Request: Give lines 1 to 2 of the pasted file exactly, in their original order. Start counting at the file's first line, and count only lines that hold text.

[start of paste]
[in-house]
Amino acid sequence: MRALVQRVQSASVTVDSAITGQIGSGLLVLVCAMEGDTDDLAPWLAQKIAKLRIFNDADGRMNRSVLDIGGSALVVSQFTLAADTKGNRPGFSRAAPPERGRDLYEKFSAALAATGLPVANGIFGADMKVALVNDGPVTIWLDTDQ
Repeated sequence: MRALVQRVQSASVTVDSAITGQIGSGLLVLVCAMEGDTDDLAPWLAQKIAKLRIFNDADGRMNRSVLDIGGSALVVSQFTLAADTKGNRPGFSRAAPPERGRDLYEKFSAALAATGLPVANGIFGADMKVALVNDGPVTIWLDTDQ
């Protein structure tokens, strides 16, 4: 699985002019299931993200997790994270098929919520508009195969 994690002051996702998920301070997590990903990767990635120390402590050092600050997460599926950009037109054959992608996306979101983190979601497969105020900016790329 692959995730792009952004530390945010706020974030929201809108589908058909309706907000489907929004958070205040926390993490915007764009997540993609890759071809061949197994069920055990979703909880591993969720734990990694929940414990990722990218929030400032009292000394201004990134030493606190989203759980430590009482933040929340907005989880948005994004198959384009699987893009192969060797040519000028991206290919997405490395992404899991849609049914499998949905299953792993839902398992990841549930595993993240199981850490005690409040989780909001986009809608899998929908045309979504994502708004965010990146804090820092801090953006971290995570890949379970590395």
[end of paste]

[in-house]
Amino acid sequence: MRALVQRVQSASVTVDSAITGQIGSGLLVLVCAMEGDTDDLAPWLAQKIAKLRIFNDADGRMNRSVLDIGGSALVVSQFTLAADTKGNRPGFSRAAPPERGRDLYEKFSAALAATGLPVANGIFGADMKVALVNDGPVTIWLDTDQ